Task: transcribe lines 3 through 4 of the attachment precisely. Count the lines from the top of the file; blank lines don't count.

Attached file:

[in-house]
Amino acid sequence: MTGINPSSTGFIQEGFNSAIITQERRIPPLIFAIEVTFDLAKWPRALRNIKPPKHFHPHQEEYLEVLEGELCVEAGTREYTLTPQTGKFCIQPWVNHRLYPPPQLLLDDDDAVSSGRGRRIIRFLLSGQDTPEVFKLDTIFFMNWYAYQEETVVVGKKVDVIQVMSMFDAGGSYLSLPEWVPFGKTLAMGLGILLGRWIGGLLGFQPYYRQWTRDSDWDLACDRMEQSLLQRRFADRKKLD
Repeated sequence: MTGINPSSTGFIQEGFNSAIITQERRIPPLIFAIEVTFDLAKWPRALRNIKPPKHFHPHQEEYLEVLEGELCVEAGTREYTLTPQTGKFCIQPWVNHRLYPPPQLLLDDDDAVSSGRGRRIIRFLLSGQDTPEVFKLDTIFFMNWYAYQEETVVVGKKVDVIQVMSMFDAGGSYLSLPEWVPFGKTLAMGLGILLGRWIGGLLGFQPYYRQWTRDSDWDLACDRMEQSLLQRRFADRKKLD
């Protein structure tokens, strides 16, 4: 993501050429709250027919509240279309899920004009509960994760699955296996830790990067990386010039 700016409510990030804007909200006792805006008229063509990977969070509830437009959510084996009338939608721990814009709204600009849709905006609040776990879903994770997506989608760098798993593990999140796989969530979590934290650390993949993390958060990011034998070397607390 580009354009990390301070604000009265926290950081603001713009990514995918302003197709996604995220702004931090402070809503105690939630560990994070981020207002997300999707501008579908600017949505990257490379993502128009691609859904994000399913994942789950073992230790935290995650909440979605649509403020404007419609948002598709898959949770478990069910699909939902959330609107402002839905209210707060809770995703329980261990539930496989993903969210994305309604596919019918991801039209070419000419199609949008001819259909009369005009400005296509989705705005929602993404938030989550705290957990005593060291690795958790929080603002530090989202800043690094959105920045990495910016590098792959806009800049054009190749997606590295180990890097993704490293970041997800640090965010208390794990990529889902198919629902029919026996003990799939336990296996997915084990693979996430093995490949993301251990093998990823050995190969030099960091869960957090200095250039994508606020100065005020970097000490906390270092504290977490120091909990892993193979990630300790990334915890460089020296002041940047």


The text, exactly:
Repeated sequence: MTGINPSSTGFIQEGFNSAIITQERRIPPLIFAIEVTFDLAKWPRALRNIKPPKHFHPHQEEYLEVLEGELCVEAGTREYTLTPQTGKFCIQPWVNHRLYPPPQLLLDDDDAVSSGRGRRIIRFLLSGQDTPEVFKLDTIFFMNWYAYQEETVVVGKKVDVIQVMSMFDAGGSYLSLPEWVPFGKTLAMGLGILLGRWIGGLLGFQPYYRQWTRDSDWDLACDRMEQSLLQRRFADRKKLD
């Protein structure tokens, strides 16, 4: 993501050429709250027919509240279309899920004009509960994760699955296996830790990067990386010039 700016409510990030804007909200006792805006008229063509990977969070509830437009959510084996009338939608721990814009709204600009849709905006609040776990879903994770997506989608760098798993593990999140796989969530979590934290650390993949993390958060990011034998070397607390 580009354009990390301070604000009265926290950081603001713009990514995918302003197709996604995220702004931090402070809503105690939630560990994070981020207002997300999707501008579908600017949505990257490379993502128009691609859904994000399913994942789950073992230790935290995650909440979605649509403020404007419609948002598709898959949770478990069910699909939902959330609107402002839905209210707060809770995703329980261990539930496989993903969210994305309604596919019918991801039209070419000419199609949008001819259909009369005009400005296509989705705005929602993404938030989550705290957990005593060291690795958790929080603002530090989202800043690094959105920045990495910016590098792959806009800049054009190749997606590295180990890097993704490293970041997800640090965010208390794990990529889902198919629902029919026996003990799939336990296996997915084990693979996430093995490949993301251990093998990823050995190969030099960091869960957090200095250039994508606020100065005020970097000490906390270092504290977490120091909990892993193979990630300790990334915890460089020296002041940047």